Suddenly, there on the lake, McManus grasped what Goodman had been trying to tell him back in July. Strategic planning is just an exercise in number crunching, and pretty futile at that, if you haven't considered what you need and want first. Several of the managers at Magellan's seemed to grasp as much--at the top of their list of departmental goals they'd scribbled, "Time for John and Gloria." But McManus knew there was more to it than that. And he knew what he wanted. He wanted a peer who could run Magellan's professionally, someone he could learn from, someone he and Gloria could trust--a real COO; maybe almost a CEO. He wanted Manning.
Not that he said so immediately. When the sale of the company Manning was running finally closed, on December 1, 1997, he and McManus talked casually. "Hey, congratulations," McManus said. "Yeah," said Manning, "it's finally done." Still, no offers were made. The idea of starting "formal talks" seemed silly to these old friends. They spoke a few more times before either popped the question: "So, are you interested?" "So, do you still want me out there?"
They actively debated whether a COO--or any one person--should run a company. By then McManus was harboring serious doubts about the wisdom of simply handing over certain functions to an operations chief, despite the "early tip-off" he had gotten from reading Corporate Lifecycles. "The administrator Adizes writes about," McManus says, "stops far short of what you need." Manning, who is 49, reflects on his own experiences. The idea that you can divide a company into parts--"You take finance and administration, I'll take sales and marketing"--is "a myth," he says flatly. "You can't do it. At least not right away. We need to learn from each other."
The company's hiring-and-firing philosophy topped Gloria's concerns, and she was blunt with Manning. "She told me, 'I don't want you to do anything that would endanger the loyal employees we have here.' She didn't beat around the bush." Gloria confirms their conversation. "There are some people here who are just sacred," she says. "That's all."
Compensation, when it came up in late December, was a matter of context. It was no secret that Manning, as a COO or CEO-for-hire, had always made much more than his friend the entrepreneur. But this time the base was far less important than the kicker. Manning wasn't looking for the 50% stake he'd enjoyed with his previous company, but he wanted his stock options to provide a sizable incentive. (Eventually, Manning and the McManuses would arrive at a vesting schedule that caps Manning's options at approximately 30% of the company's stock, to be earned as the company reaches certain revenue and profit levels.)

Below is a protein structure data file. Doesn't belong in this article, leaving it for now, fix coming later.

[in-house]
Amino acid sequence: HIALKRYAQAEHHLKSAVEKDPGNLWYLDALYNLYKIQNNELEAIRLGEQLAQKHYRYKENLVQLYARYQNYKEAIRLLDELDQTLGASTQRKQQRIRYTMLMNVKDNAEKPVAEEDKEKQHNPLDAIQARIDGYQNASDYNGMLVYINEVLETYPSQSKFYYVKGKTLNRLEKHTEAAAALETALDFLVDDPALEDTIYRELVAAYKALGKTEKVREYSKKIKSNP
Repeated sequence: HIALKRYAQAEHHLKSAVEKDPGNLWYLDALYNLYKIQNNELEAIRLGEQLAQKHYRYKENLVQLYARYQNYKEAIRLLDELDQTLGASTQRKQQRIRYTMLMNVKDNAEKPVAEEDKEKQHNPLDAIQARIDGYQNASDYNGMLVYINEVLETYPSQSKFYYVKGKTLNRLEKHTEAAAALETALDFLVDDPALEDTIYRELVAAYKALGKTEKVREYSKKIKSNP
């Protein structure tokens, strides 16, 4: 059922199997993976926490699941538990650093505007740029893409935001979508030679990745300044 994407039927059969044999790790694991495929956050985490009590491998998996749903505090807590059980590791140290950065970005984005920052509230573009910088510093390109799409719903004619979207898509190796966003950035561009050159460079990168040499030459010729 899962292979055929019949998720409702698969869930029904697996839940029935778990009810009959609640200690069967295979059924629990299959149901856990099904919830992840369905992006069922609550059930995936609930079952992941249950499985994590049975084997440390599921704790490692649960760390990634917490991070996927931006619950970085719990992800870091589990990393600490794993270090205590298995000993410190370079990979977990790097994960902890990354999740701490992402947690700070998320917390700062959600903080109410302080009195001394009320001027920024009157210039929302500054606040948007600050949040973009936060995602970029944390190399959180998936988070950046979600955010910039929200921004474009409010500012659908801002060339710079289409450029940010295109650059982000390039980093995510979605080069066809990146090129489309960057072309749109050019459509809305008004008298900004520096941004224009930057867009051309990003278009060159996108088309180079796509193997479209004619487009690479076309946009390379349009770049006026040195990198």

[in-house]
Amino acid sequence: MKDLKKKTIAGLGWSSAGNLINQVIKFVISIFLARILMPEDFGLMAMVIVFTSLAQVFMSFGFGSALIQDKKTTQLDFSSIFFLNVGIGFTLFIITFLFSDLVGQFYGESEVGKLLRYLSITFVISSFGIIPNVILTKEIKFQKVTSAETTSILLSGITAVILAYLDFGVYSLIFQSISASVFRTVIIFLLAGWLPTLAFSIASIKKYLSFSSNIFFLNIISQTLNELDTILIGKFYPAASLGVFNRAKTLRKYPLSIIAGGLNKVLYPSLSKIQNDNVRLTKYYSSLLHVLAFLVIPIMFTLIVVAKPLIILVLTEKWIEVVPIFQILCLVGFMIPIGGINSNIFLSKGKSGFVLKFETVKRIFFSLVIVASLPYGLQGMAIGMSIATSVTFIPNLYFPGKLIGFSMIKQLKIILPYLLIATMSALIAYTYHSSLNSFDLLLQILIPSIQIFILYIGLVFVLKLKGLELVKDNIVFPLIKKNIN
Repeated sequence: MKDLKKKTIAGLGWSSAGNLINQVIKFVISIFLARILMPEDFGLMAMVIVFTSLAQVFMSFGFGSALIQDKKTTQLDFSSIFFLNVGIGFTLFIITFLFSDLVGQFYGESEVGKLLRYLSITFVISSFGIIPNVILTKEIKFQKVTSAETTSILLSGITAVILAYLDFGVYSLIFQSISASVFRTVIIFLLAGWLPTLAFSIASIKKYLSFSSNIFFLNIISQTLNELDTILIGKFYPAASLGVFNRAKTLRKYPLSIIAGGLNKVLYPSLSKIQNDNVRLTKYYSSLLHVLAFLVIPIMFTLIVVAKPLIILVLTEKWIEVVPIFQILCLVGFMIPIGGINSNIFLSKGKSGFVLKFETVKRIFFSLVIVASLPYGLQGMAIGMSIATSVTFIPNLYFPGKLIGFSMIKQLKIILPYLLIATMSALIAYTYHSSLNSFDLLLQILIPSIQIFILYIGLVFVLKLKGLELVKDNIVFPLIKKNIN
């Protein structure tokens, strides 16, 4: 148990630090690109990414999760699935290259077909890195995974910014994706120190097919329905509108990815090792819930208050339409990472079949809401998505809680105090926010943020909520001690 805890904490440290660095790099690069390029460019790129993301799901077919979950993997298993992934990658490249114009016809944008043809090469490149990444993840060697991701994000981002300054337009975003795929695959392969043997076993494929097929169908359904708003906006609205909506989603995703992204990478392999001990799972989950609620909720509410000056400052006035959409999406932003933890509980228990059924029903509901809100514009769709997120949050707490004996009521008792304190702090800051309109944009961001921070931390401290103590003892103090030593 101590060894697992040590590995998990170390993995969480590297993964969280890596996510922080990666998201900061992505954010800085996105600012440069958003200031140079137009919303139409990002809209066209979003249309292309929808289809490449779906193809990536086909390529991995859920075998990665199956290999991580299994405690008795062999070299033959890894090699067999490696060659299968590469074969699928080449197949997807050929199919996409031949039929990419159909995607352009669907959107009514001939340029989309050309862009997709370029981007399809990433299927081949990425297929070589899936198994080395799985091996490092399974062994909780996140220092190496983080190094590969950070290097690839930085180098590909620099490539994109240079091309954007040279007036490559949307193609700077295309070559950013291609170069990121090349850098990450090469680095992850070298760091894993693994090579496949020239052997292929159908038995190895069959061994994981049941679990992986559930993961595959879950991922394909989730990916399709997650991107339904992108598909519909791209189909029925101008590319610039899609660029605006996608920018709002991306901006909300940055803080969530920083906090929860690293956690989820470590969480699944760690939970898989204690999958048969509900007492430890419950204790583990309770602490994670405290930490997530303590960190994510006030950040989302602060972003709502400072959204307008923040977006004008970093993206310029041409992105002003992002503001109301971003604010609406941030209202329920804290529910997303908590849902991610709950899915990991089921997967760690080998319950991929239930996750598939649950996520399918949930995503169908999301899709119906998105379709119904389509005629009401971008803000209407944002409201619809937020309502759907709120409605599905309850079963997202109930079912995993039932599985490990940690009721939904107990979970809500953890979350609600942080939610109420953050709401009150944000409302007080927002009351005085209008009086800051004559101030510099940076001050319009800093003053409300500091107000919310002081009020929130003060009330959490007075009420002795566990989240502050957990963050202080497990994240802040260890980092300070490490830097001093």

As for salary, the McManuses addressed that just a few weeks before Manning arrived. "I just told John my break-even point," Manning says. The McManuses gulped. Manning's basic expenses were much higher than those of the couple, who have no children and live simply by Santa Barbara standards. But Manning's resulting six-figure salary was actually below average for a COO's pay. (The average is approximately $142,000 for a $10-million company in Southern California.)
On Monday, February 2, 1998, with the final details of the comp package to be ironed out, Manning began his 2,500-mile cross-country commute from upstate New York to Southern California. He put off the house hunt for months. The new Magellan's executive even forgot to collect a paycheck his first two weeks. Perhaps not by accident. "I didn't feel like the deal was really closed until I got here," says Manning. "If it hadn't worked out, we would have hugged and gone back to being friends."
The Nonheroic Owners--Happy at Last?
Since February 2, Manning's list of duties has grown steadily. First things first: he did an overhaul of accounting, which hadn't produced a real profit-and-loss statement in months, much to Manning's horror. And then there was marketing, which had gone unchecked. (Says Manning, "It seemed that every day I learned about another marketing deal we had.") But there was so much more to attack: administering the 401(k) plan; organizing the many pieces of an ongoing expansion; and systematizing the hiring-and-firing process.
"John knows how to hire people," Manning says, trying to explain the difference between most entrepreneurs and a good professional manager, "but he doesn't know how to set up a good system for hiring people. I'm growing a team that can eventually manage other managers." Exactly when a founder is likely to max out his or her skills, he says, is not a simple function of the number of employees at a company, the sales volume, or how long the entrepreneur has been in business. "Some companies need help almost from the day they're started," Manning ventures. "John and Gloria lasted longer than most."